The executive order signed today by Gov. Ralph Northam bans all gatherings of more than 10 people statewide and orders non-essential businesses to either restrict operations or close.

Following are the details:

Public Gatherings

All gatherings of more than 10 people are banned statewide, beginning at 11:59 p.m. on Tuesday, March 24. This does not include gatherings that involve the provision of health care or medical services, access to essential services for low-income residents, such as food banks; operations of the media; law enforcement agencies; or operations of government.

Defining essential businesses

Retail Businesses

The following retail businesses are considered essential and may remain open during normal business hours:

  • Grocery stores, pharmacies, and other retailers that sell food and beverage products or pharmacy products, including dollar stores, and department stores with grocery or pharmacy operations;
  • Medical, laboratory, and vision supply retailers;
  • Electronic retailers that sell or service cell phones, computers, tablets, and other communications technology;
  • Automotive parts, accessories, and tire retailers as well as automotive repair facilities;
  • Home improvement, hardware, building material, and building supply retailers;
  • Lawn and garden equipment retailers;
  • Beer, wine, and liquor stores;
  • Retail functions of gas stations and convenience stores;
  • Retail located within healthcare facilities;
  • Banks and other financial institutions with retail functions;
  • Pet stores and feed stores;
  • Printing and office supply stores; and
  • Laundromats and dry cleaners.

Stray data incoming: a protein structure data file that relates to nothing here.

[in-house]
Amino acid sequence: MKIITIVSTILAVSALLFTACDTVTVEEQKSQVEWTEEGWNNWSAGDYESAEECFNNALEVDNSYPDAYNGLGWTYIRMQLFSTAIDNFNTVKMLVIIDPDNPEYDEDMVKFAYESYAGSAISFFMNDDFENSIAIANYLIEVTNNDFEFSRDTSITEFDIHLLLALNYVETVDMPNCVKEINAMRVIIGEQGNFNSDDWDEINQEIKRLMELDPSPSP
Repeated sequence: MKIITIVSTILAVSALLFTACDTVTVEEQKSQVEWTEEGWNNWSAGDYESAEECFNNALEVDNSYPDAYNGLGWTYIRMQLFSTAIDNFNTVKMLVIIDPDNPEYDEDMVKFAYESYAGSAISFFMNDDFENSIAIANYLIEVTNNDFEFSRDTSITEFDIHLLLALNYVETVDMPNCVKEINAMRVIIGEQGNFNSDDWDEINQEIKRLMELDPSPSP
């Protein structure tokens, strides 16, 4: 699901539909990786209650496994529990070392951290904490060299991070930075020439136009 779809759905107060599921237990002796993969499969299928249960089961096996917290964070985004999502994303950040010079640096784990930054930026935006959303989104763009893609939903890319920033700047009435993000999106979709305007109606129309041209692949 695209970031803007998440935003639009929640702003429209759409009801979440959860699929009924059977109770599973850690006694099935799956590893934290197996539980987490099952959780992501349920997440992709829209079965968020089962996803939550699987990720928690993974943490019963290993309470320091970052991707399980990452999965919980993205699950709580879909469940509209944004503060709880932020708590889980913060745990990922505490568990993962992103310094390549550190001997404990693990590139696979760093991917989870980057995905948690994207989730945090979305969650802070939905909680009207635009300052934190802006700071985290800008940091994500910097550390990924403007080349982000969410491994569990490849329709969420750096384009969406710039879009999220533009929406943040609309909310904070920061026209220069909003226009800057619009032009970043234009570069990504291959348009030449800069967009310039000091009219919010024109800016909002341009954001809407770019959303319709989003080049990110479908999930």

All essential retail establishments must, to the extent possible, adhere to social distancing recommendations, enhanced sanitizing practices on common surfaces, and other appropriate workplace guidance from state and federal authorities.

Any brick-and-mortar retail business not listed above must limit all in-person shopping to no more than 10 patrons per establishment, adhere to social distancing recommendations, sanitize common surfaces, and apply relevant workplace guidance from state and federal authorities. If any such business cannot adhere to the 10-patron limit with proper social distancing requirements, it must close.

Defining non-essential businesses:

Recreation and Entertainment Businesses

The following recreation and entertainment businesses are considered non-essential and must close to the public beginning at 11:59 p.m. on Tuesday, March 24:

  • Theaters, performing arts centers, concert venues, museums, and other indoor entertainment centers;
  • Fitness centers, gymnasiums, recreation centers, indoor sports facilities, indoor exercise facilities;
  • Beauty salons, barbershops, spas, massage parlors, tanning salons, tattoo shops, and any other location where personal care or personal grooming services are performed that would not allow compliance with social distancing guidelines to remain six feet apart;
  • Racetracks and historic horse racing facilities;
  • Bowling alleys, skating rinks, arcades, amusement parks, trampoline parks, fairs, arts and craft facilities, aquariums, zoos, escape rooms, indoor shooting ranges, public and private social clubs, and all other places of indoor public amusement.

Dining and On-Site Alcohol Establishments

All dining and congregation areas in the following establishments must close to the public beginning at 11:59 p.m. on Tuesday, March 24. These establishments may continue to offer delivery and/or takeout services. Establishments include:

  • Restaurants;
  • Dining establishments;
  • Food courts;
  • Farmers markets;
  • Breweries;
  • Microbreweries;
  • Distilleries;
  • Wineries; and
  • Tasting rooms.

Not Listed? Additional Guidance:

Professional businesses not listed above must utilize telework as much as possible. Where telework is not feasible, such businesses must adhere to social distancing recommendations, enhanced sanitizing procedures, and apply relevant workplace guidance from state and federal authorities, including CDCOSHA, and the Virginia Department of Labor and Industry.

Businesses in violation of this order may be charged with a Class 1 misdemeanor.

Nothing in the executive order limits the provision of health care or medical services, access to essential services for low-income residents, such as food banks; the operations of the media; law enforcement agencies; or operations of government.

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